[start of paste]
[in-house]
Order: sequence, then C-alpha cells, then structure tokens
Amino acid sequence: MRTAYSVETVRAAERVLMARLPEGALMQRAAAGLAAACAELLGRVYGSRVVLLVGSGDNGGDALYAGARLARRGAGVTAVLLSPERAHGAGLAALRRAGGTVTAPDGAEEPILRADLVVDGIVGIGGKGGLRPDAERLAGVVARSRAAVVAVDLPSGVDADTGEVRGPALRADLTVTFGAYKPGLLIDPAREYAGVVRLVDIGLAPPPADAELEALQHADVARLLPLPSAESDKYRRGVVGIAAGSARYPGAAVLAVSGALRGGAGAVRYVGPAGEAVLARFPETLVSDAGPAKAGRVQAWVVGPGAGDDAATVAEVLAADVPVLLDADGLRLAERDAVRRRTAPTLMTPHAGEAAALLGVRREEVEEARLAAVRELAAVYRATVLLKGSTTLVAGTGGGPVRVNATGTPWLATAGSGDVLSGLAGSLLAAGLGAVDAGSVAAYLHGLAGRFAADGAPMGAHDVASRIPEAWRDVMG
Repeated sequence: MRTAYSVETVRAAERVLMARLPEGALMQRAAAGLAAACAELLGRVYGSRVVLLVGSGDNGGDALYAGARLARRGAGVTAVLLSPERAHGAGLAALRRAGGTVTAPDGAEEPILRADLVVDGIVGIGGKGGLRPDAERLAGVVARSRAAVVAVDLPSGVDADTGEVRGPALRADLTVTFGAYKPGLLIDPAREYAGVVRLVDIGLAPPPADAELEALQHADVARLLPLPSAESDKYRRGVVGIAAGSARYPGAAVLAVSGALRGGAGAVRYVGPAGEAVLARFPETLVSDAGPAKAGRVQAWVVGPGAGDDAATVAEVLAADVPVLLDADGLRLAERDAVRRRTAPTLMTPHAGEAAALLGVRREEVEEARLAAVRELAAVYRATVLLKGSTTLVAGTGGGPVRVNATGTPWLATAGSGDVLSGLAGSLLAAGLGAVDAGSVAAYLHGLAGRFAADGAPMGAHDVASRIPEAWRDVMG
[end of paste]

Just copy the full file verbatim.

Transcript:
[in-house]
Order: sequence, then C-alpha cells, then structure tokens
Amino acid sequence: MRTAYSVETVRAAERVLMARLPEGALMQRAAAGLAAACAELLGRVYGSRVVLLVGSGDNGGDALYAGARLARRGAGVTAVLLSPERAHGAGLAALRRAGGTVTAPDGAEEPILRADLVVDGIVGIGGKGGLRPDAERLAGVVARSRAAVVAVDLPSGVDADTGEVRGPALRADLTVTFGAYKPGLLIDPAREYAGVVRLVDIGLAPPPADAELEALQHADVARLLPLPSAESDKYRRGVVGIAAGSARYPGAAVLAVSGALRGGAGAVRYVGPAGEAVLARFPETLVSDAGPAKAGRVQAWVVGPGAGDDAATVAEVLAADVPVLLDADGLRLAERDAVRRRTAPTLMTPHAGEAAALLGVRREEVEEARLAAVRELAAVYRATVLLKGSTTLVAGTGGGPVRVNATGTPWLATAGSGDVLSGLAGSLLAAGLGAVDAGSVAAYLHGLAGRFAADGAPMGAHDVASRIPEAWRDVMG
Repeated sequence: MRTAYSVETVRAAERVLMARLPEGALMQRAAAGLAAACAELLGRVYGSRVVLLVGSGDNGGDALYAGARLARRGAGVTAVLLSPERAHGAGLAALRRAGGTVTAPDGAEEPILRADLVVDGIVGIGGKGGLRPDAERLAGVVARSRAAVVAVDLPSGVDADTGEVRGPALRADLTVTFGAYKPGLLIDPAREYAGVVRLVDIGLAPPPADAELEALQHADVARLLPLPSAESDKYRRGVVGIAAGSARYPGAAVLAVSGALRGGAGAVRYVGPAGEAVLARFPETLVSDAGPAKAGRVQAWVVGPGAGDDAATVAEVLAADVPVLLDADGLRLAERDAVRRRTAPTLMTPHAGEAAALLGVRREEVEEARLAAVRELAAVYRATVLLKGSTTLVAGTGGGPVRVNATGTPWLATAGSGDVLSGLAGSLLAAGLGAVDAGSVAAYLHGLAGRFAADGAPMGAHDVASRIPEAWRDVMG